Yesterday I was going to write the most amazing blog post – you inspired me.
Why? Because I only write about what I know, and everything you said resonated with me. “I know that.” I thought to myself. “Yes, I’ve felt that way too.”
I had a consoling platitude for everything you said. I wanted you to feel better. I don’t want you to suffer. I don’t want that for you because more selfishly, I don’t want it for me. I don’t want to be in the dark place of feeling alone and not understood. Everyone needs to feel a connection; it is a basic human need. That thought: “no one gets me, I will never find someone that understands me, and I will live out the remainder of my life trying to fit into a society that has no space for me.” is soul-destroying.
Other thoughts often accompany this thought. “Why me? Am I not a good person? Haven’t I done everything I was supposed to do? Why have I ended up alone, what is wrong with me?”
And “Life is a lot of work, I don’t know if I’m up to this – I don’t know if I can live out the rest of my life taking care of everyone else when no one is going to take care of me. No, no, wait – that’s not it, I don’t want someone to take care of me (I like my independence), I only want someone to understand me.”
The thoughts come and go and morph, and you try to pin them down, but you end up crying on the couch.
You shove them down, and you get on with it because maybe you’re just self-pitying, and you go out, and you do get on with it, and you resurrect the little hope you have, and you try again because you are going to prove those thoughts wrong.
I am here to help you do that.
Why me? Well, I’ve been there many times.
That “I’m alone” thought surfaces almost every time I find myself alone. As a part-time single mom, with my own business and a hard time saying no, I don’t get much alone time. The irony is that I crave alone time, but as soon as I get it, I crater.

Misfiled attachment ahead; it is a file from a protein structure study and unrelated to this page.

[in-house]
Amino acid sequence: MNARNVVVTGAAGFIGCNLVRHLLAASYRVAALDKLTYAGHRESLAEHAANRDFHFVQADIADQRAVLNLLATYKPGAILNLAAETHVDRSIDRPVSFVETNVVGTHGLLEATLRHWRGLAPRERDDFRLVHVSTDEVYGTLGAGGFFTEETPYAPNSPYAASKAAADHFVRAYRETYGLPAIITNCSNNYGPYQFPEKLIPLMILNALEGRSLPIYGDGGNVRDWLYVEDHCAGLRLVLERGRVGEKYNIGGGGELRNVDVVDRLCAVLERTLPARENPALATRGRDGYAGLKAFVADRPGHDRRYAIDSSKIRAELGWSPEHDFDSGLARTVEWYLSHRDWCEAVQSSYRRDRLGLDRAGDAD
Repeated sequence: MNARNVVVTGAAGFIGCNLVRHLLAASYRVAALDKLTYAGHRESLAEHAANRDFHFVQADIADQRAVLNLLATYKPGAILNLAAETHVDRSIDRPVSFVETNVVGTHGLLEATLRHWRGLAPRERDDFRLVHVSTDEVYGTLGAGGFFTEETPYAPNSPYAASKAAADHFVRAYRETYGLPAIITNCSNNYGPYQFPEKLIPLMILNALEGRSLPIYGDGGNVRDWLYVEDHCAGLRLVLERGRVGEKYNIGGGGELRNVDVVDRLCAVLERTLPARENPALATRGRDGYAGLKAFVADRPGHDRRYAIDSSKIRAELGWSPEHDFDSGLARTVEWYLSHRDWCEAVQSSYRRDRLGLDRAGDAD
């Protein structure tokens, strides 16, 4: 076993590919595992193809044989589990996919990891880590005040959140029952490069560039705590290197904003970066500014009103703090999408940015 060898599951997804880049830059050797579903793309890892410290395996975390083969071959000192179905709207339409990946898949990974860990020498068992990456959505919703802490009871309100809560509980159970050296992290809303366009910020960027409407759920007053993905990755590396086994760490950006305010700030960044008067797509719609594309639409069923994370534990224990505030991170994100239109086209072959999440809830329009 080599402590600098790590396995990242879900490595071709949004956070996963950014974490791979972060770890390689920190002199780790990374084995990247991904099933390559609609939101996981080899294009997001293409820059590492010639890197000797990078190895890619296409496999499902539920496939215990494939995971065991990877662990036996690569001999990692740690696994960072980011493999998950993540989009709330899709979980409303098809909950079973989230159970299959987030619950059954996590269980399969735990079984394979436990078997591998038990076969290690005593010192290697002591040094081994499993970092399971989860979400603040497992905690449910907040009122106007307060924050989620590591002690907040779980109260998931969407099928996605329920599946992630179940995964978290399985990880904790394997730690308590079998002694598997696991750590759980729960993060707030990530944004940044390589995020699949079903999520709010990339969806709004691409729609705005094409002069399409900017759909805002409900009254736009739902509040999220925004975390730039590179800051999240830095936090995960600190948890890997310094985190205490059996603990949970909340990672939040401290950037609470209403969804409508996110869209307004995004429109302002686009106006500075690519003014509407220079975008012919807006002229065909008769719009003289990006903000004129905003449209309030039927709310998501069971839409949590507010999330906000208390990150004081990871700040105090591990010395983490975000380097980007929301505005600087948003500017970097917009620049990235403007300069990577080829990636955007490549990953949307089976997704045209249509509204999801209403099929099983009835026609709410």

I crave alone time to reset myself and get back on track, but I can never get to that point because as soon as I’m alone, the defeating thoughts rush in. It’s usually the ones that come on a Friday or Saturday night or a beautiful sunny day in Vancouver when I find myself having that alone time that I’ve craved. Instead of savouring it, I think, “I wonder what everyone else is doing tonight – bet they’re not all sitting home alone.” It’s evil twin usually accompanies this thought:
“I’m alone. No one gets me. I don’t know if I can do this alone.”
In a desperate attempt to banish these thoughts, I would call, text, and email friends: “what are you doing?” They, being equally busy people, usually were. Back to the couch to cry harder.
It’s almost funny how I would sabotage my alone time with these two thoughts and then my desperate actions to fill my alone time at the last minute. I have spent many a Friday, Saturday night or Sunday day lying in bed or watching TV on the couch feeling sorry for myself. I had to do this quite a few times before I started to recognize that I was doing an excellent job of taking myself down. It took me a lot of work to begin to notice the thoughts that were defeating me and turning them around.
I am not alone.
I know quite a few people that understand and get me. So do you, you just haven’t met them yet. I’ve been on this path looking for connection and understanding a bit longer, so I know there is a shitload of people that are just like us.
I’d say most of the world feel alone and disconnected.
I have started to find those friends and those connections, those people that understand me, and it is incredible. It takes work, though. You can’t just sit back and expect new friends to fall into your lap. It takes courage, too, and sometimes, it is hard, especially if you have been trained to keep your thoughts and feelings to yourself. Or if you’re an introvert. Then it’s harder.
So, as I’ve already done it (and continue to have to do it), I’m going to share my recipe for how to not feel alone:
You must want to do something about it. I think some people get something out of feeling sorry for themselves, that’s OK – it works for them in some way. If it works for you, then great. You can stop reading here. If you want to change, then keeping reading.